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Yemen's Interim Leader Urged to Start Power Transition

Anti-government protesters read local newspapers featuring a photograph of Vice President Abed Rabbo Mansour Hadi, and a headline that reads in Arabic, 'What's After Ali Abdullah Saleh', in Sana'a, Yemen, June 7, 2011

Anti-government protesters in Yemen are urging the country's interim leader to form a transition council that would create a new government, while President Ali Abdullah Saleh recovers from serious injuries in Saudi Arabia.

Demonstrations continued on Wednesday outside of Vice President Abd al-Rab Mansur Hadi's residence in the capital, Sana'a. However, soldiers moved in and cleared out tents that had been set up by some of the protesters.

Meanwhile, Saudi officials say Saleh is in "stable" condition as he recovers from injuries sustained during a rocket attack on the presidential palace last week.

Yemeni officials initially said the president had shrapnel wounds. However, U.S. and Yemeni officials later said that President Saleh's injuries were more severe.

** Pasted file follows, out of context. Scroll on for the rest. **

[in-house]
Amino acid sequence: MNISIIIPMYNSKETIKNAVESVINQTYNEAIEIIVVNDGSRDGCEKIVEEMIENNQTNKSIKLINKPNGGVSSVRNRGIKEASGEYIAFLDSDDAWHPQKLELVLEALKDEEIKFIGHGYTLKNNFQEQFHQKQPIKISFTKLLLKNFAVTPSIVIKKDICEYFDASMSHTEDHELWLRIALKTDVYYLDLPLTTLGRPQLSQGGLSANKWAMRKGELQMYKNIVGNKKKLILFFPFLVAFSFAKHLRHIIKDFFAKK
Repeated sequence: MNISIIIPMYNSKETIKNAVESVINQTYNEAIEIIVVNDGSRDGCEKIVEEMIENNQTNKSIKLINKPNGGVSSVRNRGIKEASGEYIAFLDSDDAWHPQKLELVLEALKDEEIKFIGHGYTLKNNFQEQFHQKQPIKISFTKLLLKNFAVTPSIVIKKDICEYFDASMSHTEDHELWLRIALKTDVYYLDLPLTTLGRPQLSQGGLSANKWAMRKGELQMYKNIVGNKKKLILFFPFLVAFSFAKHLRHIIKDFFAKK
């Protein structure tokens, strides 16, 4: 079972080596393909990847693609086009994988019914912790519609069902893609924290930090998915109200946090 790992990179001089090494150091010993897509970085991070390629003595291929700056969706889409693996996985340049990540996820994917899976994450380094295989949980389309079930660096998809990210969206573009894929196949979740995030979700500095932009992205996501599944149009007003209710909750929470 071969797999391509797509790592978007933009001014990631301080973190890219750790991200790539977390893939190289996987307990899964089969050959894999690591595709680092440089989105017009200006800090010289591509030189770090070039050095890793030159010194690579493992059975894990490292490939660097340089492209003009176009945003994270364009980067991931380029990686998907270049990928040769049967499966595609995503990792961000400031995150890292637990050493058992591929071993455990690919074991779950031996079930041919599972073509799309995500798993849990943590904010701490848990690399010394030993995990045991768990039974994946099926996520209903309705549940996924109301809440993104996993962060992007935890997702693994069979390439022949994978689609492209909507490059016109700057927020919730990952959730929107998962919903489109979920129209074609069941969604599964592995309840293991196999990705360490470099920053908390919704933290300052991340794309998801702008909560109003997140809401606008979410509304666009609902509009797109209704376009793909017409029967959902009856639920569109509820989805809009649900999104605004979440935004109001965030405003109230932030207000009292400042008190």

Robert Powell, Senior Middle East analyst with The Economist’s Intelligence Unit, provides insights on the situation in Yemen in an interview with Susan Yackee:

On Tuesday, diplomatic sources said he had burns over 40 percent of his body, including his face, neck and chest. He also is believed to have suffered a serious head injury.

Anti-government unrest has continued in Yemen in the president's absence.

On Tuesday, there was more fighting in Taiz, Yemen's second-largest city. Also, government forces clashed with militants in the southern city of Zinjibar, more than a week after hundreds of suspected Islamic militants seized control of the town.

Nearly 400 people have been killed since a popular uprising against Saleh began in January. The president is facing increased calls to accept a peace deal put forward by the Gulf Cooperation Council that would end his nearly 33-year rule.

The top U.S. military commander has raised new concerns that Yemen's turmoil could provide an opportunity for al-Qaida to become more deeply entrenched in the country. The chairman of the Joint Chiefs of Staff, Admiral Mike Mullen, says the group's Yemen branch (al-Qaida in the Arabian Peninsula) could become more dangerous as a result of Yemen's chaos. He commented during a Wednesday visit to Cairo.

Some information for this report was provided by AP and AFP.

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